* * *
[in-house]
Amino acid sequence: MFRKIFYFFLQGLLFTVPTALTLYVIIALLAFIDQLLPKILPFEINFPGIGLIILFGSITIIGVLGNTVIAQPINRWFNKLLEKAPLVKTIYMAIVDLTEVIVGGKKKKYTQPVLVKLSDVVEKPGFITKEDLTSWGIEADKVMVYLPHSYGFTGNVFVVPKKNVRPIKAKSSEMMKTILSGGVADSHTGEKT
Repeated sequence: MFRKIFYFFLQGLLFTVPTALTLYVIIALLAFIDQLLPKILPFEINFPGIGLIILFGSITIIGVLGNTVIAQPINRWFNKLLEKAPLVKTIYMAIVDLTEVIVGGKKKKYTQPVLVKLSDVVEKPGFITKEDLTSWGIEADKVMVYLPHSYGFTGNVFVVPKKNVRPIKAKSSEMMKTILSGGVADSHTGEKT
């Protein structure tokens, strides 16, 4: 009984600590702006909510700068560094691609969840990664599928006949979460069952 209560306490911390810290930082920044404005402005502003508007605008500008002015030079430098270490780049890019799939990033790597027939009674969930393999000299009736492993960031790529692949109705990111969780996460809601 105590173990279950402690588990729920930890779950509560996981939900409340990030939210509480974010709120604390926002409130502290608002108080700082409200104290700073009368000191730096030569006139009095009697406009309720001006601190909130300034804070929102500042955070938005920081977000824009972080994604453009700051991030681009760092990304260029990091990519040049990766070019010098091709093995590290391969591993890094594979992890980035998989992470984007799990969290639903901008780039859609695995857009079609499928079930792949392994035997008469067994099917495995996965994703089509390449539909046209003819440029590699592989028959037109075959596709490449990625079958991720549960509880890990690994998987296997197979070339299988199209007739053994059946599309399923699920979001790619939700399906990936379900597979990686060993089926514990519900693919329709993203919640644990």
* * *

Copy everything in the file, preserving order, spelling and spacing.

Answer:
[in-house]
Amino acid sequence: MFRKIFYFFLQGLLFTVPTALTLYVIIALLAFIDQLLPKILPFEINFPGIGLIILFGSITIIGVLGNTVIAQPINRWFNKLLEKAPLVKTIYMAIVDLTEVIVGGKKKKYTQPVLVKLSDVVEKPGFITKEDLTSWGIEADKVMVYLPHSYGFTGNVFVVPKKNVRPIKAKSSEMMKTILSGGVADSHTGEKT
Repeated sequence: MFRKIFYFFLQGLLFTVPTALTLYVIIALLAFIDQLLPKILPFEINFPGIGLIILFGSITIIGVLGNTVIAQPINRWFNKLLEKAPLVKTIYMAIVDLTEVIVGGKKKKYTQPVLVKLSDVVEKPGFITKEDLTSWGIEADKVMVYLPHSYGFTGNVFVVPKKNVRPIKAKSSEMMKTILSGGVADSHTGEKT
């Protein structure tokens, strides 16, 4: 009984600590702006909510700068560094691609969840990664599928006949979460069952 209560306490911390810290930082920044404005402005502003508007605008500008002015030079430098270490780049890019799939990033790597027939009674969930393999000299009736492993960031790529692949109705990111969780996460809601 105590173990279950402690588990729920930890779950509560996981939900409340990030939210509480974010709120604390926002409130502290608002108080700082409200104290700073009368000191730096030569006139009095009697406009309720001006601190909130300034804070929102500042955070938005920081977000824009972080994604453009700051991030681009760092990304260029990091990519040049990766070019010098091709093995590290391969591993890094594979992890980035998989992470984007799990969290639903901008780039859609695995857009079609499928079930792949392994035997008469067994099917495995996965994703089509390449539909046209003819440029590699592989028959037109075959596709490449990625079958991720549960509880890990690994998987296997197979070339299988199209007739053994059946599309399923699920979001790619939700399906990936379900597979990686060993089926514990519900693919329709993203919640644990």